Since when it is it the duty of you, or the government to decide what compensation is justified? You complain about a CEO earning millions, yet have no problem with an actor, singer, or Pro-Sports player earning millions. Even Obama, has reported million dollar incomes from selling book, yet that isn't a problem. The Clintons can charge a million dollars to speak at a corporate event for 1 hour, and that is ok. Yet we never hear about the greed of the liberals, just their benevolence.

Why punish the people who create jobs through their leadership and investments? You forget that the worker that demands more pay without more production is just as greedy as you claim executives to be.

In the big companies, the regular employees can get socks. In fact Turbo Tax reports that most large companies offer ESOPs. If few employees buy the stock, who's fault is that?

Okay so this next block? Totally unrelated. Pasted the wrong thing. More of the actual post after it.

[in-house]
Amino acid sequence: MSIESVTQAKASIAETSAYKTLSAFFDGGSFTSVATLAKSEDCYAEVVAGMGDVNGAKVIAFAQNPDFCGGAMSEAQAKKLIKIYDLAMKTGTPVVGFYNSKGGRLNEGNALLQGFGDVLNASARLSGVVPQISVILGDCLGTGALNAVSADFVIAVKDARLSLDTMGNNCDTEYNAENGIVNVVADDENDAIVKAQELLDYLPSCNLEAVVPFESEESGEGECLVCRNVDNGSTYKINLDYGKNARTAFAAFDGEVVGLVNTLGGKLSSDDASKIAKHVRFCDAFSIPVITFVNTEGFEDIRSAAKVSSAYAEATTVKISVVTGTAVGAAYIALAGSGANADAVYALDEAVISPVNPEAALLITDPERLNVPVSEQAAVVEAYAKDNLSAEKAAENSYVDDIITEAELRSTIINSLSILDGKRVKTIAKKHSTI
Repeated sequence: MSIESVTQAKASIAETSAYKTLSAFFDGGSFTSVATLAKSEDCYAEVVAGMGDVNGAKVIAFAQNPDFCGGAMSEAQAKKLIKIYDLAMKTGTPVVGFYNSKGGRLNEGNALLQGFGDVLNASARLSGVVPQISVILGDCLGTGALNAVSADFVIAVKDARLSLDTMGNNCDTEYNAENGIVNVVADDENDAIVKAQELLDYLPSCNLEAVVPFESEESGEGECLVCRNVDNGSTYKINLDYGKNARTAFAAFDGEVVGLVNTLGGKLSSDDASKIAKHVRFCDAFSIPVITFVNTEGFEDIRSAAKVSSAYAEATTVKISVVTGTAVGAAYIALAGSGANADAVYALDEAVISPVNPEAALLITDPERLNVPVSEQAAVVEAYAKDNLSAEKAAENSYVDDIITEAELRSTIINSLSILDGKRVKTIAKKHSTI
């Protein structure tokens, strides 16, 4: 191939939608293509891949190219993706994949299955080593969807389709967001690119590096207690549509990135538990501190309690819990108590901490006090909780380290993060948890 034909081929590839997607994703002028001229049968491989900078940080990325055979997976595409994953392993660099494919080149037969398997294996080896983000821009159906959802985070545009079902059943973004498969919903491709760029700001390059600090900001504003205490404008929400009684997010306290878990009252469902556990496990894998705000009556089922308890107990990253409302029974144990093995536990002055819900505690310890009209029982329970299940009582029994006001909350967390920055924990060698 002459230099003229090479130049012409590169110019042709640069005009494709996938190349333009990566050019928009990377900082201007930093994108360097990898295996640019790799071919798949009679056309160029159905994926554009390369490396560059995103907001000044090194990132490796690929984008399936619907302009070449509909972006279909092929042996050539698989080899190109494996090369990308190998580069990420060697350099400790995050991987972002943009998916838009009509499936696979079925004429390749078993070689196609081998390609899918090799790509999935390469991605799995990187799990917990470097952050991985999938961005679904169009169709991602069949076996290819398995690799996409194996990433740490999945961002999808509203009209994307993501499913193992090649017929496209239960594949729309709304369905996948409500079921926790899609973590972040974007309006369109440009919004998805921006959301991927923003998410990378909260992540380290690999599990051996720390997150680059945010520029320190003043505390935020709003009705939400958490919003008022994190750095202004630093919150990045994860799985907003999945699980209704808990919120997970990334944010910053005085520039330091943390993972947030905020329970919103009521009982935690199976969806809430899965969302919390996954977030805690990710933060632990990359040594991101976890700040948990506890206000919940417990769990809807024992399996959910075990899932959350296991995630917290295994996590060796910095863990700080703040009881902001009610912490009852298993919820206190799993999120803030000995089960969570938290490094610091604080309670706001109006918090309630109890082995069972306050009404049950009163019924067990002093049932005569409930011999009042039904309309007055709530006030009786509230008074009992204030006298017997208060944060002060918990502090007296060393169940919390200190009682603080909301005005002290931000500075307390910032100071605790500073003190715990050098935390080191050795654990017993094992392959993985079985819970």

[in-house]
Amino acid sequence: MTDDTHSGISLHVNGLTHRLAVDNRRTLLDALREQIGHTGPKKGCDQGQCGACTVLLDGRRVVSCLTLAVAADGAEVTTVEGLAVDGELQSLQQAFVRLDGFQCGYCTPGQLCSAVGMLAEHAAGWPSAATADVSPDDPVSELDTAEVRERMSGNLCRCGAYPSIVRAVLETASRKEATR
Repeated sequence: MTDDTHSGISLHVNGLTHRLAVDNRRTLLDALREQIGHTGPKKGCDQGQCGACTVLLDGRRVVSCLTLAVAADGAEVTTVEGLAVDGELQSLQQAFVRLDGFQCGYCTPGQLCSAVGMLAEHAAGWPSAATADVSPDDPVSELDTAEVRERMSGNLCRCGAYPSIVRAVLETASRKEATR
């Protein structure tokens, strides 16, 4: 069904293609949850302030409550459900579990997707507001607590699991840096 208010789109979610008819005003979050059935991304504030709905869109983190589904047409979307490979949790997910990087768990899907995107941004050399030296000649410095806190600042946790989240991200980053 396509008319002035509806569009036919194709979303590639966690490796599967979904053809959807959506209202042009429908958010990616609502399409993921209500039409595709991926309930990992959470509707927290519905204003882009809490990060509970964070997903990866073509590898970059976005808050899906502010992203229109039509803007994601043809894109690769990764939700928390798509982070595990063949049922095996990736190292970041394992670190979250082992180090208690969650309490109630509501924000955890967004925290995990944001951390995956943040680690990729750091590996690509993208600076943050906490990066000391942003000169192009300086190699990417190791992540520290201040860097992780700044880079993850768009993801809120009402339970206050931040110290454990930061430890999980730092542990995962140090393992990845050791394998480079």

salt lake city, utah

Redshirt: " I am constantly amazed at the greed of the liberals. They bemoan the wealthy, then want to take what does not belong to them." How does this have anything to do with corporate profit sharing and employee ownership. It doesn't.

"You complain about a CEO earning millions, yet have no problem with an actor, singer, or Pro-Sports player earning millions. Even Obama, has reported million dollar incomes from selling book, yet that isn't a problem. The Clintons can charge a million dollars to speak at a corporate event for 1 hour, and that is ok. Yet we never hear about the greed of the liberals, just their benevolence...You complain about a CEO earning millions."

You are absolutely wrong about this second part..for the millionth time liberals do not have a problem with someone getting rich. They do have a problem with someone getting rich at the expense of others and they do see something wrong with a system that pays a CEO 400 times as much as a worker.

As a matter of fact that's the point of this article. Make millions, just share with those who made it possible.


Mike Richards
South Jordan, Utah

People who know nothing about owning and running a business think that if they repeat something often enough, that it will become true. They don't know the first thing about labor. Some even have the false idea that labor means that the "laborer" is entitled to ownership of the company. I can't wait until their lawncare service asks for the deed to their house.